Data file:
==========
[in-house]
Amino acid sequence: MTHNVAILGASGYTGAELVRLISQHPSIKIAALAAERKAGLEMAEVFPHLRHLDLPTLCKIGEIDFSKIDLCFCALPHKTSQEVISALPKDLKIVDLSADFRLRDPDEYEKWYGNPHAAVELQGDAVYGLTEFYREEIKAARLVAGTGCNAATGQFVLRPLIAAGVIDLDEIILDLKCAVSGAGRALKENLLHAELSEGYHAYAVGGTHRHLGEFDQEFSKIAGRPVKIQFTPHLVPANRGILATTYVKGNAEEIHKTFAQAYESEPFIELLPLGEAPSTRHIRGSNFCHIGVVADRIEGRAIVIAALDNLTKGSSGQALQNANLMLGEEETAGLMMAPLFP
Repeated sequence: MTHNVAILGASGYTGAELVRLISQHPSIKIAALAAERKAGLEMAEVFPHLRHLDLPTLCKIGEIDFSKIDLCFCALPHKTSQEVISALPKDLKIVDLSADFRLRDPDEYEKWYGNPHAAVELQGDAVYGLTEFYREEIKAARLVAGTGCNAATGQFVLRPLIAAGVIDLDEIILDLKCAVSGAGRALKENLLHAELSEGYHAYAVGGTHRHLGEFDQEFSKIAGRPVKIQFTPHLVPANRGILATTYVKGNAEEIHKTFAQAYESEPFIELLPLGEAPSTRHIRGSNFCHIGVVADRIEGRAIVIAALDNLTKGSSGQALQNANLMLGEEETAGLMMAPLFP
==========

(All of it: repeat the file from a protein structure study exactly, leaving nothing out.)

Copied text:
[in-house]
Amino acid sequence: MTHNVAILGASGYTGAELVRLISQHPSIKIAALAAERKAGLEMAEVFPHLRHLDLPTLCKIGEIDFSKIDLCFCALPHKTSQEVISALPKDLKIVDLSADFRLRDPDEYEKWYGNPHAAVELQGDAVYGLTEFYREEIKAARLVAGTGCNAATGQFVLRPLIAAGVIDLDEIILDLKCAVSGAGRALKENLLHAELSEGYHAYAVGGTHRHLGEFDQEFSKIAGRPVKIQFTPHLVPANRGILATTYVKGNAEEIHKTFAQAYESEPFIELLPLGEAPSTRHIRGSNFCHIGVVADRIEGRAIVIAALDNLTKGSSGQALQNANLMLGEEETAGLMMAPLFP
Repeated sequence: MTHNVAILGASGYTGAELVRLISQHPSIKIAALAAERKAGLEMAEVFPHLRHLDLPTLCKIGEIDFSKIDLCFCALPHKTSQEVISALPKDLKIVDLSADFRLRDPDEYEKWYGNPHAAVELQGDAVYGLTEFYREEIKAARLVAGTGCNAATGQFVLRPLIAAGVIDLDEIILDLKCAVSGAGRALKENLLHAELSEGYHAYAVGGTHRHLGEFDQEFSKIAGRPVKIQFTPHLVPANRGILATTYVKGNAEEIHKTFAQAYESEPFIELLPLGEAPSTRHIRGSNFCHIGVVADRIEGRAIVIAALDNLTKGSSGQALQNANLMLGEEETAGLMMAPLFP